• Actions: Elevates ribs 2 through 5.

    Serratus Posterior Inferior: The serratus posterior inferior is a broad muscle lying beneath the latissimus dorsi.

    • Attachments: Originates from the spine and attaches to ribs 9 through 12.
    • Actions: Depresses ribs 9 through 12.

     

    Intrinsic Posterior Muscles

     

    The intrinsic muscles of the posterior are responsible for maintaining posture and facilitating movement of the head and neck. They are divided into three layers.

     

    Superficial Layer

     

    This diagram depicts the splenius capitis in relation to the ligament nuche, occipital bone, levitor scapula, and rhomboideus minor.

    Location of the splenius muscle.: The splenius capitis is highlighted in orange, with the splenius cervicis directly below

    Two muscles in the superficial layer are responsible for rotation of the head.

    • Splenius Capitis: This thick rectangular muscle is the most superior of the next muscles.
      • Attachments: Originates from the upper spine and attaches to the skull.
      • Actions: Rotates and extends the head and neck.
    • Splenius Cervicis: A small triangular-shaped muscle located immediately below the splenius capitis.
      • Attachments: Originates from the spine and attaches several vertebrae higher.
      • Actions: Rotates and extends the head and neck.

     

    Intermediate Layer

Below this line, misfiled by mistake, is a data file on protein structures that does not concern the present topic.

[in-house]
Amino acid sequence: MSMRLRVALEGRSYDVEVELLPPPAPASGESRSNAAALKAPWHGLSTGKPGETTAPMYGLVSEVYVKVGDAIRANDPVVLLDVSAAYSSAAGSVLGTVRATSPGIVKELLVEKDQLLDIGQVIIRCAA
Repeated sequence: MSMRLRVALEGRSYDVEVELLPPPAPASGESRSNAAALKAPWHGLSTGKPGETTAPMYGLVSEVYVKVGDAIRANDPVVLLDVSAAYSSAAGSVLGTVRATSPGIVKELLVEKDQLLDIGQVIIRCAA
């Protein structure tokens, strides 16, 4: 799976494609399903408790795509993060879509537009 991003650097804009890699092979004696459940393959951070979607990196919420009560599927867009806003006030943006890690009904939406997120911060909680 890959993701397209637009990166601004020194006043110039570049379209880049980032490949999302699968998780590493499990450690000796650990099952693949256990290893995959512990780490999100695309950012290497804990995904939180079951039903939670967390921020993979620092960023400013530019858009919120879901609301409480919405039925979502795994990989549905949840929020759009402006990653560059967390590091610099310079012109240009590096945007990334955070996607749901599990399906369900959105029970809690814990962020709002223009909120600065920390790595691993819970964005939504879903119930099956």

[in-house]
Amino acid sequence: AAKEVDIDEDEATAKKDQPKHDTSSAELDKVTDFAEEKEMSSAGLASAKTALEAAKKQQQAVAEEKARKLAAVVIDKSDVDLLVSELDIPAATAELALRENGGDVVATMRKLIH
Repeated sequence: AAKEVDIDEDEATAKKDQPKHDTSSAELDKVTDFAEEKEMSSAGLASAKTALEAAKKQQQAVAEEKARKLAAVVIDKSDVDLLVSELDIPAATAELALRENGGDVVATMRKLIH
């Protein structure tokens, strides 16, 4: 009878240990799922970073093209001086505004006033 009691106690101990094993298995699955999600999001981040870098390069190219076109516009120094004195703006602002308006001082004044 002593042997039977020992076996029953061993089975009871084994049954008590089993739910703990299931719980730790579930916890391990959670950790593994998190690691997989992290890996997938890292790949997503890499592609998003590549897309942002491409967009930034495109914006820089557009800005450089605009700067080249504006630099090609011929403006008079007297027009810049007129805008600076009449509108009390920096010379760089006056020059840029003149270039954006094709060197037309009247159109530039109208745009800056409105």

Three columnar muscles in the intermediate layer are responsible for flexing and extending the neck as well as maintaining posture. All three originate from a common tendon associated with the pelvis.

    • Iliocostalis: The most laterally located of the three intermediate muscles.
      • Attachments: Originates from the common tendon and attaches to the ribs and lower neck.
      • Actions: Extends and controls abduction and adduction of the spine and neck.
    • Longissimus: Located between the iliocostalis and spinalis muscles, it is the largest of the intermediate layer muscles.
      • Attachments: Originates from the common tendon and attaches to the lower ribs, spine, and skull.
      • Actions: Extends and controls abduction and adduction of the spine and neck.
    • Spinalis: The most medially-located and smallest of the three intermediate layer muscles.
      • Attachments: Originates from the common tendon and attaches to the upper spine and skull.
      • Actions: Extends, flexes, and controls abduction and adduction of the spine and neck.

     

    Deep Layer

     

    Two muscles in the deep layer are responsible for maintenance of posture and rotation of the neck.

    • Semispinalis: The semispinalis is the most superficial of the deep muscles.
      • Attachments: A broad origin on the upper regions of the spine, with each origin attaching several vertebrae higher or to the skull.
      • Actions: Extends and rotates the head and maintains posture.
    • Multifidus: The multifidus is located underneath the semispinalis muscle, and is key in maintaining posture.
      • Attachments: A broad origin up the length of the spine, with each origin attaching several vertebrae higher.
      • Actions: Maintains posture through the spine.

    This diagram depicts the multifidus in relation to the sacrum, sacrospinalis, semispinalis, and spinalis dorsi.

    Location of the multifidus muscle: Highlighted in orange, the multifidus muscle is a muscle of the posterior trunk and lies interior to a majority of muscles